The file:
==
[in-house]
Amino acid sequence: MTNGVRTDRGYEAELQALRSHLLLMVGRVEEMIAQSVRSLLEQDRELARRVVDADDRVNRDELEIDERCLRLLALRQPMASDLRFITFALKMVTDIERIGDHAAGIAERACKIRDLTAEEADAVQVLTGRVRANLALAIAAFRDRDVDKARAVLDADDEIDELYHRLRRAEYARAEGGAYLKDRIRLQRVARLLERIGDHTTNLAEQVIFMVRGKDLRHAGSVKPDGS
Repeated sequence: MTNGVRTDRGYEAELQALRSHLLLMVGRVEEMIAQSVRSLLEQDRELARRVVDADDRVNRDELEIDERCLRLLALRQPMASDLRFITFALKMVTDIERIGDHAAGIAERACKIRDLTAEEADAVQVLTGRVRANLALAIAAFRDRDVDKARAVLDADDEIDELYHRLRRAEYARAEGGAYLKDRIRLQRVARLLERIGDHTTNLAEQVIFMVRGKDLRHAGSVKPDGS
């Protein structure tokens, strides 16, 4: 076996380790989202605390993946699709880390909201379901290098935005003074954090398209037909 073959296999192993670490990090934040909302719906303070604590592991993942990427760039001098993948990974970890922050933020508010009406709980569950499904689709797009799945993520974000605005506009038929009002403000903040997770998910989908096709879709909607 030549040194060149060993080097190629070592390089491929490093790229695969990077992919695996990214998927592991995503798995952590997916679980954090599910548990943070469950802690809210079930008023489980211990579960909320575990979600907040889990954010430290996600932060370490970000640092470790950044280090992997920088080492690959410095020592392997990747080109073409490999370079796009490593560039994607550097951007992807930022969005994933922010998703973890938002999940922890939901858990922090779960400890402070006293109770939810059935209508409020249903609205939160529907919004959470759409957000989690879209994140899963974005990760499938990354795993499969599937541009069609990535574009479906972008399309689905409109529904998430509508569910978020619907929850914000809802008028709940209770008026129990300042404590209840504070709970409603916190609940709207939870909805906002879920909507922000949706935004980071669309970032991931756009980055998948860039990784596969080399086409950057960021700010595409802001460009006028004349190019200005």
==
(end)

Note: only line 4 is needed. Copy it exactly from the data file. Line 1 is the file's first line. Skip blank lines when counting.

């Protein structure tokens, strides 16, 4: 076996380790989202605390993946699709880390909201379901290098935005003074954090398209037909 073959296999192993670490990090934040909302719906303070604590592991993942990427760039001098993948990974970890922050933020508010009406709980569950499904689709797009799945993520974000605005506009038929009002403000903040997770998910989908096709879709909607 030549040194060149060993080097190629070592390089491929490093790229695969990077992919695996990214998927592991995503798995952590997916679980954090599910548990943070469950802690809210079930008023489980211990579960909320575990979600907040889990954010430290996600932060370490970000640092470790950044280090992997920088080492690959410095020592392997990747080109073409490999370079796009490593560039994607550097951007992807930022969005994933922010998703973890938002999940922890939901858990922090779960400890402070006293109770939810059935209508409020249903609205939160529907919004959470759409957000989690879209994140899963974005990760499938990354795993499969599937541009069609990535574009479906972008399309689905409109529904998430509508569910978020619907929850914000809802008028709940209770008026129990300042404590209840504070709970409603916190609940709207939870909805906002879920909507922000949706935004980071669309970032991931756009980055998948860039990784596969080399086409950057960021700010595409802001460009006028004349190019200005």